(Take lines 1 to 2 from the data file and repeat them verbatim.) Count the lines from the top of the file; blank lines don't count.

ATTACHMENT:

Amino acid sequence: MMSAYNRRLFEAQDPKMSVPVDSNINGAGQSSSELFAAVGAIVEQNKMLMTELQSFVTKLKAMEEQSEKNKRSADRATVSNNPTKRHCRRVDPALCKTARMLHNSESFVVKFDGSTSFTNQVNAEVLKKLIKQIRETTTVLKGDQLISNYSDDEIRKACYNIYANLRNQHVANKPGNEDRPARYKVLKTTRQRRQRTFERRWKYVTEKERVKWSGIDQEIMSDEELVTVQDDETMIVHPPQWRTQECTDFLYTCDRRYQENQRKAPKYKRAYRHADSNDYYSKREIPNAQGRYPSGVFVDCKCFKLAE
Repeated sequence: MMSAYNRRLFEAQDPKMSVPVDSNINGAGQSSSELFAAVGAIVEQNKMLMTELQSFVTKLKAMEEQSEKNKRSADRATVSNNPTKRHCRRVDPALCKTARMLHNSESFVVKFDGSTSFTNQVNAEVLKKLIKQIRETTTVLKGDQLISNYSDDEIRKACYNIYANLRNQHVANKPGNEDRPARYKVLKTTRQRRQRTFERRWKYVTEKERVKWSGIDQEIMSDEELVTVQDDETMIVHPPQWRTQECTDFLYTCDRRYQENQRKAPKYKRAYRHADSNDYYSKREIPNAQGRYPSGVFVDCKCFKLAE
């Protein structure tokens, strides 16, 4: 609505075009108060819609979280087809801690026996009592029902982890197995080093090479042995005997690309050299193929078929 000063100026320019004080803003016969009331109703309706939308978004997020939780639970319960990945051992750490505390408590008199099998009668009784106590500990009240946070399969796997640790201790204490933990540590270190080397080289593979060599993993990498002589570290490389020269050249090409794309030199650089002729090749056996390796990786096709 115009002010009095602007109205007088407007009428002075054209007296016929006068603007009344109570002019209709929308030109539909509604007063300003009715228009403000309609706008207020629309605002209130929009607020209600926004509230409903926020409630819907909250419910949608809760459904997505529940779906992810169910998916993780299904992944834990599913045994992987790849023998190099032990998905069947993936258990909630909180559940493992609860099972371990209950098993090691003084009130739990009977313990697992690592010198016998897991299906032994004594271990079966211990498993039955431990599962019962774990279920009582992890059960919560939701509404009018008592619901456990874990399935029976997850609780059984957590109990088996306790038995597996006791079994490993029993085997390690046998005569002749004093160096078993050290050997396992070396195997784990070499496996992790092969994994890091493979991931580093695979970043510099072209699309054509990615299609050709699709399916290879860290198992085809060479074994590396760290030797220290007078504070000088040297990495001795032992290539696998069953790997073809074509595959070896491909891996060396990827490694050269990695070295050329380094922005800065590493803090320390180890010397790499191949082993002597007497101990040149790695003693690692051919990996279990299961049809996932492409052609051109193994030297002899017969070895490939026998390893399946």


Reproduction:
Amino acid sequence: MMSAYNRRLFEAQDPKMSVPVDSNINGAGQSSSELFAAVGAIVEQNKMLMTELQSFVTKLKAMEEQSEKNKRSADRATVSNNPTKRHCRRVDPALCKTARMLHNSESFVVKFDGSTSFTNQVNAEVLKKLIKQIRETTTVLKGDQLISNYSDDEIRKACYNIYANLRNQHVANKPGNEDRPARYKVLKTTRQRRQRTFERRWKYVTEKERVKWSGIDQEIMSDEELVTVQDDETMIVHPPQWRTQECTDFLYTCDRRYQENQRKAPKYKRAYRHADSNDYYSKREIPNAQGRYPSGVFVDCKCFKLAE
Repeated sequence: MMSAYNRRLFEAQDPKMSVPVDSNINGAGQSSSELFAAVGAIVEQNKMLMTELQSFVTKLKAMEEQSEKNKRSADRATVSNNPTKRHCRRVDPALCKTARMLHNSESFVVKFDGSTSFTNQVNAEVLKKLIKQIRETTTVLKGDQLISNYSDDEIRKACYNIYANLRNQHVANKPGNEDRPARYKVLKTTRQRRQRTFERRWKYVTEKERVKWSGIDQEIMSDEELVTVQDDETMIVHPPQWRTQECTDFLYTCDRRYQENQRKAPKYKRAYRHADSNDYYSKREIPNAQGRYPSGVFVDCKCFKLAE